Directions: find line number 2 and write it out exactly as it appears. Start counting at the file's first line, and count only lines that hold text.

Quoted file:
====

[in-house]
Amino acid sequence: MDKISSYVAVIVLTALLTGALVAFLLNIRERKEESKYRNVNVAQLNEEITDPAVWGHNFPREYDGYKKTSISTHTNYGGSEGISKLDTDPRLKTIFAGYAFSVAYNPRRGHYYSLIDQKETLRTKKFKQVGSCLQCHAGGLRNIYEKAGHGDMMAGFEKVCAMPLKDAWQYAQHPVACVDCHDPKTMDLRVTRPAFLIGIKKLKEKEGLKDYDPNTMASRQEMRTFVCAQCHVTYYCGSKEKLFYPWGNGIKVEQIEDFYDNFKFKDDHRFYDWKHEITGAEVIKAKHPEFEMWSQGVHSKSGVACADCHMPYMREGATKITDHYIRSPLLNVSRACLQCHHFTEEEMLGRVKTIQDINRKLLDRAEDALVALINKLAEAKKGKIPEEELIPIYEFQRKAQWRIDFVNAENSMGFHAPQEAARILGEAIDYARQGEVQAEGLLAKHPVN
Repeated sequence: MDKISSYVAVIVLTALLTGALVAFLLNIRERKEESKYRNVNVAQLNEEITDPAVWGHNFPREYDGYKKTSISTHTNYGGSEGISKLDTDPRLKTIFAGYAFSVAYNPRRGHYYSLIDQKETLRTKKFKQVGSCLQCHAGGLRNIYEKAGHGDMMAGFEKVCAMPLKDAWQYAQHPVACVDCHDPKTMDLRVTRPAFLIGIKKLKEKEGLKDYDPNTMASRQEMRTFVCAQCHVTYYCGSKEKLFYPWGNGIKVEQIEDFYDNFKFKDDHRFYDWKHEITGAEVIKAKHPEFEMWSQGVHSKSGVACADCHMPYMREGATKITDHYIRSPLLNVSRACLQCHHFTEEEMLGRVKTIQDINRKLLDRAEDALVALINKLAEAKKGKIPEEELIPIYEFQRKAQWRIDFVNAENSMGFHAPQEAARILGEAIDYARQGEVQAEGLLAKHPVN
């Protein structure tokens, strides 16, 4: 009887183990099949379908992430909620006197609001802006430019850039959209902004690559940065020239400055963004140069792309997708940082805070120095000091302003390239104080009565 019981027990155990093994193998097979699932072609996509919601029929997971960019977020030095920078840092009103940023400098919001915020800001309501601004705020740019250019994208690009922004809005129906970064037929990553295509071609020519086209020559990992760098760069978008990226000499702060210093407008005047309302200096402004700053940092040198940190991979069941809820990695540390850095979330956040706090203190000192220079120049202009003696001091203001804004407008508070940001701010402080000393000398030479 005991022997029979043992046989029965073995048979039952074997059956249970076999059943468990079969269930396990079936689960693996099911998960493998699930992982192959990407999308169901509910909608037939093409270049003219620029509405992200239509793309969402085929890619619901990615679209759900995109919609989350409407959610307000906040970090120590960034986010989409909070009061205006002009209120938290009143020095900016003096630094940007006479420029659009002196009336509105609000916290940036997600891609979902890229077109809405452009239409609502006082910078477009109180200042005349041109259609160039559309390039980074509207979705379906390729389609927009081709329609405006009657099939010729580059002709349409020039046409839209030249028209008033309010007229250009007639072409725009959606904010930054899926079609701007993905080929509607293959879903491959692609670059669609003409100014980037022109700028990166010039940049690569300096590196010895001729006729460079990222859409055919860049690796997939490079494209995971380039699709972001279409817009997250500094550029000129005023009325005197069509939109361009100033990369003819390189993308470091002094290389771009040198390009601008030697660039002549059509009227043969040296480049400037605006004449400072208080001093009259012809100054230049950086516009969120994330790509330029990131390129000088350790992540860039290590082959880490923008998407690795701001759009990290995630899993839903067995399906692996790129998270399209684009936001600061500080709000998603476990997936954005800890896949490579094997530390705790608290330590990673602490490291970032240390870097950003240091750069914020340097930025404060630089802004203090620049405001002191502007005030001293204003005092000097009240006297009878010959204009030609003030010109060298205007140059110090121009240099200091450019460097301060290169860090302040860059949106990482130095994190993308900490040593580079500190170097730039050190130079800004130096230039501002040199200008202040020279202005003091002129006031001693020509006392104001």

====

Amino acid sequence: MDKISSYVAVIVLTALLTGALVAFLLNIRERKEESKYRNVNVAQLNEEITDPAVWGHNFPREYDGYKKTSISTHTNYGGSEGISKLDTDPRLKTIFAGYAFSVAYNPRRGHYYSLIDQKETLRTKKFKQVGSCLQCHAGGLRNIYEKAGHGDMMAGFEKVCAMPLKDAWQYAQHPVACVDCHDPKTMDLRVTRPAFLIGIKKLKEKEGLKDYDPNTMASRQEMRTFVCAQCHVTYYCGSKEKLFYPWGNGIKVEQIEDFYDNFKFKDDHRFYDWKHEITGAEVIKAKHPEFEMWSQGVHSKSGVACADCHMPYMREGATKITDHYIRSPLLNVSRACLQCHHFTEEEMLGRVKTIQDINRKLLDRAEDALVALINKLAEAKKGKIPEEELIPIYEFQRKAQWRIDFVNAENSMGFHAPQEAARILGEAIDYARQGEVQAEGLLAKHPVN